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Did Romney Just Strike Out on ObamaCare?

The only consolation left to conservatives after Supreme Court Chief Justice John Roberts’ puzzling decision to uphold ObamaCare was that Republican nominee Mitt Romney could have used the labeling of the bill’s individual mandate as a tax to hammer the president this fall on what many in the GOP have labeled as a huge tax increase on the American people. But yesterday, top Romney advisor Eric Fehrnstrom, the man who gave the Democrats the epithet “etch-a-sketch” with which to label his boss, stepped in it again. Fehrnstrom told MSNBC that the former Massachusetts governor doesn’t think the mandate is a tax, a point that dovetails nicely with Democratic talking points about the issue and flatly contradicts what most Republicans have been saying about it.

In his defense, Fehrnstrom was saying that Romney agreed with Justice Scalia’s dissent which, had it been joined by Roberts, would have struck down ObamaCare as unconstitutional and which dismissed the argument that it was a tax. But by rejecting the opening offered to the GOP by the Court, Romney has undermined the contrast between the two parties on the issue. If, as the Weekly Standard wrote, ObamaCare offered the Republican challenger “a hanging curveball waiting to be hit out of the park,” Romney may have just whiffed on it.

This is the first genuine misstep by the Romney campaign after months of behaving like a smoothly run machine destined for victory. But even worse than that is the obvious suspicion that the problem here is a desire on Romney’s part to cover his tracks on his Massachusetts health care bill — because the “penalties” in Romney’s bill can also be branded as a tax — and a sign he won’t be able to take advantage of the president’s vulnerability.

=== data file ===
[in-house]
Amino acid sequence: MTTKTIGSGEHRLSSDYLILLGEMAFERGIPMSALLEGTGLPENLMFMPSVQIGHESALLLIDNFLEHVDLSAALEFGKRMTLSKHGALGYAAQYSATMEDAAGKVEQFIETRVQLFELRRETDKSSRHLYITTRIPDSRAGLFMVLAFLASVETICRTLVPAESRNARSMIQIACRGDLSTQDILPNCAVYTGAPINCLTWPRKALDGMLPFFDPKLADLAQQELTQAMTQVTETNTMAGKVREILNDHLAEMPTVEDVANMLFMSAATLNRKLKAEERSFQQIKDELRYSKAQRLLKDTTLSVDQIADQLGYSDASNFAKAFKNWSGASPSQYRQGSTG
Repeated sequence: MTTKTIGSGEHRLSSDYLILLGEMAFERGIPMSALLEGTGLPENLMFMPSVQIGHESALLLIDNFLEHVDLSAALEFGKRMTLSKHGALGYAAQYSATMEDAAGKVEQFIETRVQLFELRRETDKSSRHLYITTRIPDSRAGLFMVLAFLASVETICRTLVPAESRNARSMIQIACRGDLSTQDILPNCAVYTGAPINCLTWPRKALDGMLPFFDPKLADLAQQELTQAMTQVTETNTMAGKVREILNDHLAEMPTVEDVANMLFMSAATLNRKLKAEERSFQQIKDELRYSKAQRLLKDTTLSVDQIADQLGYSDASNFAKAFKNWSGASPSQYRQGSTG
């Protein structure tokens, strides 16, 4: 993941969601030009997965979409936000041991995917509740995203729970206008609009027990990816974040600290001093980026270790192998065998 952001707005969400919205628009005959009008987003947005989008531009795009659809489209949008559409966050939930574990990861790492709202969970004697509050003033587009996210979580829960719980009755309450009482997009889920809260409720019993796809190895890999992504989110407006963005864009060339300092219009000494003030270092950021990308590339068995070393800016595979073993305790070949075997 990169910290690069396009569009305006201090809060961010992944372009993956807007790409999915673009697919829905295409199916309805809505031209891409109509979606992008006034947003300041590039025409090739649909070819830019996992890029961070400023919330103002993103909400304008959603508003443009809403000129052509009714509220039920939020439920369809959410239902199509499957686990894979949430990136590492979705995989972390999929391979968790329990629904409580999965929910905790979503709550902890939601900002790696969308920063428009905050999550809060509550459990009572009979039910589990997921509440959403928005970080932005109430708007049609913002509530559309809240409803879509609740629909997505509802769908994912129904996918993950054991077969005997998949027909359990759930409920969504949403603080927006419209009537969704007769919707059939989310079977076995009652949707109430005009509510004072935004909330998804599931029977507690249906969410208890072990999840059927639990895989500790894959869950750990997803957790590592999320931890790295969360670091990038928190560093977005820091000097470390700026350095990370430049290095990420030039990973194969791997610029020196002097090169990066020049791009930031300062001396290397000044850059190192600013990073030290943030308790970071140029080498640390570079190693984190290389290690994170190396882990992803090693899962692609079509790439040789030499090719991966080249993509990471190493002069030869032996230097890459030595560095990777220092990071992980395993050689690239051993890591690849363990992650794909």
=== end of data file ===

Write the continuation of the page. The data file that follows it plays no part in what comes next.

Last summer many if not most conservatives dismissed Romney’s chances of winning the Republican presidential nomination because of his personal baggage on the one issue that appeared to be the most important at the time: ObamaCare. If Romney confounded those critics it was not because he convinced most Republicans by his arguments that RomneyCare was a completely differently animal than ObamaCare. Rather, it was because the sinking economy and what seemed to be a real chance the Court would strike down the president’s bill rendered health care a secondary issue.

If the Court’s upholding of ObamaCare on the grounds that it is a tax is the equivalent of an engraved invitation to the Tea Party to wake up and “refight the political battles of two years ago,” as the president fears, it is also an unwelcome reminder this is an issue on which Romney is not going to be able to hit the home run that conservatives rightly expect from the GOP standard-bearer.

Though this unwillingness to use the word tax doesn’t necessarily doom Romney, it does call into question his ability to rally his party on the issue. Those Republicans expecting their candidate to use last week’s decision to generate some momentum this summer may be sorely disappointed. As much as the unpopularity of ObamaCare presents the GOP with a golden opportunity to exploit, it may well be that the only way for Mitt Romney to be elected president is via general dissatisfaction about the economy and not via a wave of disgust about the president’s health care dictat.



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